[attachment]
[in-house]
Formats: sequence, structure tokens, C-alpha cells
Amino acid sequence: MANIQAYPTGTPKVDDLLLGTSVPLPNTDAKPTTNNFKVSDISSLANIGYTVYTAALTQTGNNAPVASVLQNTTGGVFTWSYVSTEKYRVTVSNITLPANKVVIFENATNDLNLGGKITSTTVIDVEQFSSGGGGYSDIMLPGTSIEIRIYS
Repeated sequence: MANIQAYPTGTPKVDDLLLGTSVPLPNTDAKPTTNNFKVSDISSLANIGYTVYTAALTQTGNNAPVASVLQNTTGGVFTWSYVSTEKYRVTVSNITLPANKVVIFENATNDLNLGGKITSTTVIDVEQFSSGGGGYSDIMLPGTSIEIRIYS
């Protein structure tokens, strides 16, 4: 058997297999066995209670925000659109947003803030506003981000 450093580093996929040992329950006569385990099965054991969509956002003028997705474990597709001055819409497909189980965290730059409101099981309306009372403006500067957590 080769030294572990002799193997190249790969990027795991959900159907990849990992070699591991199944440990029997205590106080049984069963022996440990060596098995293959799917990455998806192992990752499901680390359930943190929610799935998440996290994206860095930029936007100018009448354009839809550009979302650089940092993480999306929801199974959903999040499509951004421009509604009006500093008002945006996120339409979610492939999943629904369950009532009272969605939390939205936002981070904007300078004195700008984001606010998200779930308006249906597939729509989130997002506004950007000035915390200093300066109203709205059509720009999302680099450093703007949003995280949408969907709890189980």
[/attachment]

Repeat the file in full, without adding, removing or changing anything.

[in-house]
Formats: sequence, structure tokens, C-alpha cells
Amino acid sequence: MANIQAYPTGTPKVDDLLLGTSVPLPNTDAKPTTNNFKVSDISSLANIGYTVYTAALTQTGNNAPVASVLQNTTGGVFTWSYVSTEKYRVTVSNITLPANKVVIFENATNDLNLGGKITSTTVIDVEQFSSGGGGYSDIMLPGTSIEIRIYS
Repeated sequence: MANIQAYPTGTPKVDDLLLGTSVPLPNTDAKPTTNNFKVSDISSLANIGYTVYTAALTQTGNNAPVASVLQNTTGGVFTWSYVSTEKYRVTVSNITLPANKVVIFENATNDLNLGGKITSTTVIDVEQFSSGGGGYSDIMLPGTSIEIRIYS
């Protein structure tokens, strides 16, 4: 058997297999066995209670925000659109947003803030506003981000 450093580093996929040992329950006569385990099965054991969509956002003028997705474990597709001055819409497909189980965290730059409101099981309306009372403006500067957590 080769030294572990002799193997190249790969990027795991959900159907990849990992070699591991199944440990029997205590106080049984069963022996440990060596098995293959799917990455998806192992990752499901680390359930943190929610799935998440996290994206860095930029936007100018009448354009839809550009979302650089940092993480999306929801199974959903999040499509951004421009509604009006500093008002945006996120339409979610492939999943629904369950009532009272969605939390939205936002981070904007300078004195700008984001606010998200779930308006249906597939729509989130997002506004950007000035915390200093300066109203709205059509720009999302680099450093703007949003995280949408969907709890189980």